Costs of business above the line
Above-the-line costs refer to the expenses that a company incurs during the production of a product or service. They include raw materials, facilities, wages, and other expenses incurred in the manufacturing of the final product. After these expenses are subtracted from the sales price, a business has its gross profit. Below-the-line cost, on the other hand, include operating expenses that are not directly related to producing a product or service.
Above-the-line cost are generally more variable than those below-the-line. For example, the cost of sales for Nike Inc. in the year ended May 31, 2021, was $37.4 billion, while the cost of above-the-line expenses amounted to $21.2 billion. These costs are included in the cost of sales on the company’s income statement.
Revenue generated by a business is the difference between the total revenue and expenses reported on the income statement. Revenue generated above the line reflects the amount of money that is generated by a business, but does not include expenses that do not have a direct impact on the company’s cash flow or financing. For example, cash received from the sale of company stock is not considered above the line.
Revenue is also referred to as “top line” and is the large number at the top of a profit and loss statement. Managers and owners pay close attention to this number, since it tells how much money the business makes. Many public companies report their revenue on the SEC’s EDGAR database. For example, Tesla’s annual financial statement shows the revenue the company generates. It also provides an overview of how the company spends its money.
Expenses incurred in business are usually recurring and associated with the production of a product or service. On the other hand, expenses incurred below the line are not recurring and are associated with financial transactions and loss events. Both types of expenses must be considered when calculating profit margins.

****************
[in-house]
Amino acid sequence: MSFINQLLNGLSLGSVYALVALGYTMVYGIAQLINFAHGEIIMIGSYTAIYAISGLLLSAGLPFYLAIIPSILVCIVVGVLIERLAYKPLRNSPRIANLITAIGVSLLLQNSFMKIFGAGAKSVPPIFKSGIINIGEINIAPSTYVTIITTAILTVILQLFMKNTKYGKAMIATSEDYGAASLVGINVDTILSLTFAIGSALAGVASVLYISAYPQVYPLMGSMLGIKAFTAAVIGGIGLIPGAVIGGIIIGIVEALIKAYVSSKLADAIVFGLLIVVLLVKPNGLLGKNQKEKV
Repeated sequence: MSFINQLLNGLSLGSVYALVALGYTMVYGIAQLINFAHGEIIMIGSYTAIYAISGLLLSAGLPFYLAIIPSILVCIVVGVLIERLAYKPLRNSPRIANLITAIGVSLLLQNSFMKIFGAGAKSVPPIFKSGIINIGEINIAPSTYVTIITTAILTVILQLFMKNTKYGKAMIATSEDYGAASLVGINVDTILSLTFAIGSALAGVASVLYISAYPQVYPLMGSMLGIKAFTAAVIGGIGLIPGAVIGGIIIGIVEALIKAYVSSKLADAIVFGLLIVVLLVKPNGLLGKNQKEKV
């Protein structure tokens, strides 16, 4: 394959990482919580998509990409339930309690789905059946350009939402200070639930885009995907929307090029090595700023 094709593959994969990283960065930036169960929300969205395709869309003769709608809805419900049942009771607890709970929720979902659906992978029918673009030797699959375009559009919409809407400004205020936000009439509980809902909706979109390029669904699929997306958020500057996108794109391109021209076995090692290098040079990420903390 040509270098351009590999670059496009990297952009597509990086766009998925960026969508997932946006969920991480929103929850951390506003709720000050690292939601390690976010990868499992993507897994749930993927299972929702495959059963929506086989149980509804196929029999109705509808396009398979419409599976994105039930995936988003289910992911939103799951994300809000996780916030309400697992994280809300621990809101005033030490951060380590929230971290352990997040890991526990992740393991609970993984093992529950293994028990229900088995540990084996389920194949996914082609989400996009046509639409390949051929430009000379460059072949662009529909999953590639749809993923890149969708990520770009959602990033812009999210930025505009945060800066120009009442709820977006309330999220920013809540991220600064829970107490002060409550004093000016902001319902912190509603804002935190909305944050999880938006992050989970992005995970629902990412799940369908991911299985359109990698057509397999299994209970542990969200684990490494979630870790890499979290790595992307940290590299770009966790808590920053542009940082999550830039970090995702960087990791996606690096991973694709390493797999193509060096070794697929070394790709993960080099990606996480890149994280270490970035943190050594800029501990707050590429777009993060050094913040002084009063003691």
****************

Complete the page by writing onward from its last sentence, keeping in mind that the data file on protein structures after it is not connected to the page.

Above-the-line costs are the expenses incurred during the production of a product or service. They include raw materials, facility costs, wages and other costs necessary for a business to produce its final product. These costs are then deducted from the revenue earned to arrive at the gross profit. After this, the company must account for the operating expenses. These expenses may include interest or taxes.
Creating an effective marketing strategy for your business requires clear communication, a clear message, and a clearly defined budget. Above-the-line marketing creates awareness among a broad mass audience while below-the-line marketing develops relationships with customers and influences their buying decisions. The two marketing strategies can complement each other or be used separately. Marketing experts can offer specific advice on which method of marketing is right for your business.
Above-the-line advertising involves using mass media to target a wide audience. It may involve television commercials, radio ads, or even internet advertising. The most effective way to use above-the-line advertising is to use market research and target the appropriate medium for your business.
In recent years I’ve spent a lot of time speaking to and consulting with builders and remodelers, big and small, and I’ve noted that there’s often confusion about what types of costs go where on a financial statement. On a typical P&L (profit and loss statement),
the costs are segregated into two types: cost of goods sold (COGS) and overhead. COGS consists of the costs directly related to producing jobs. Accountants call these “above the line” costs. Overhead items, or indirect costs, go “below the line.” The “line” that differentiates these costs is the gross profit. To arrive at the gross profit, above-the-line job costs are subtracted from job income or selling price. To get net profit, overhead cost — below-the-line — are subtracted from the gross profit.